Diagnosis and treatment of schistosomiasis in children in the era of intensified control
Department of Epidemiology and Public Health, Swiss Tropical and Public Health Institute, P.O. Box, CH-4002, Basel, Switzerland. Expert Review of Anti-infective Therapy
(Impact Factor: 3.46).
10/2013; 11(11). DOI: 10.1586/14787210.2013.844066
In the current era of intensified and integrated control against schistosomiasis and other neglected tropical diseases, there is a need to carefully rethink and take into consideration disease-specific issues pertaining to the diagnosis, prevention, control and local elimination. Here, we present a comprehensive overview about schistosomiasis including recent trends in the number of people treated with praziquantel and the latest developments in diagnosis and control. Particular emphasis is placed on children. Identified research needs are offered for consideration; namely, expanding our knowledge about schistosomiasis in preschool-aged children, assessing and quantifying the impact of schistosomiasis on infectious and noncommunicable diseases, developing new antischistosomal drugs and child-friendly formulations, designing and implementing setting-specific control packages and developing highly sensitive, but simple diagnostic tools that are able to detect very light infections in young children and in people living in areas targeted for schistosomiasis elimination.
Available from: Per Kallestrup
- "It acts via increased cell-membrane calcium penetration, leading to paralysis and immune clearance by the host. Standard treatment is sometimes supplemented with a second dose (40 mg/kg) 6 weeks after the first treatment (Knopp et al. 2013; Poggensee and Feldmeier 2001; Zwang and Olliaro 2014 "
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ABSTRACT: Male genital schistosomiasis (MGS) is a neglected manifestation of Schistosoma haematobium infection with ignored implications on reproductive health and a differential diagnosis to sexually transmitted infections in endemic regions. MGS may have associations with HIV transmission and acquisition, and treatment could be a neglected chance of HIV prevention. This review summarizes current knowledge on epidemiology, clinical manifestations, diagnosis and treatment of MGS as a hypothesized risk factor for HIV transmission. Future research areas of global interest are suggested.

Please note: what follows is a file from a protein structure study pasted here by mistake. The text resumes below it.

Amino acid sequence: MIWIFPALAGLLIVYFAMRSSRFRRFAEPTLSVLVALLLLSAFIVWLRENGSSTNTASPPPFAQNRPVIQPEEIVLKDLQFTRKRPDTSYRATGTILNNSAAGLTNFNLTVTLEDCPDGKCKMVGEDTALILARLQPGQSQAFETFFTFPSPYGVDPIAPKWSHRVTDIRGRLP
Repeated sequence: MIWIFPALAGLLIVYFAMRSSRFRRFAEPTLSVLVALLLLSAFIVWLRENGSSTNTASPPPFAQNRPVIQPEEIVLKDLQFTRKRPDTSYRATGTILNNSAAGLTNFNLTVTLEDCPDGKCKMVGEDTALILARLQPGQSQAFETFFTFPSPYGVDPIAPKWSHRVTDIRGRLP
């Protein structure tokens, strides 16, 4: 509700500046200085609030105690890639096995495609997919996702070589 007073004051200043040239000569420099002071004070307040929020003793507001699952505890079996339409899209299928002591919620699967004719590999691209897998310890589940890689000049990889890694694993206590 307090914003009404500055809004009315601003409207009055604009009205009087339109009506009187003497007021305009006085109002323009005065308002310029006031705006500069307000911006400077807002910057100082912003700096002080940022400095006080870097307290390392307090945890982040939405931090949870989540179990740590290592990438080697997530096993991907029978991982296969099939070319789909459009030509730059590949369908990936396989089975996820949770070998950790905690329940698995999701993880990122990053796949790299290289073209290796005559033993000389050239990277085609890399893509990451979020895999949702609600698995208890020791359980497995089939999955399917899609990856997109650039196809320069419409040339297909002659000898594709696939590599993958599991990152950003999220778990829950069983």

PubMed published literature was reviewed based on the MOOSE guidelines. All publications on MGS were included regardless of publication year and study design. Furthermore, all publications were searched for information on possible HIV association.
The 40 identified publications related to MGS were dominated by case reports and observational studies. No randomized clinical trials have been conducted to date, and very scant information related to possible associations with HIV transmission was presented.
Clinical, randomized studies and epidemiological studies covering the possible association between MGS and HIV are urgently needed. Furthermore, field diagnostic tools should be developed and future mass treatment programs should include adults to reduce morbidity and prevent HIV acquisition.
International Journal of Public Health 08/2015; 60(7). DOI:10.1007/s00038-015-0714-7 · 2.70 Impact Factor
Available from: sciencedirect.com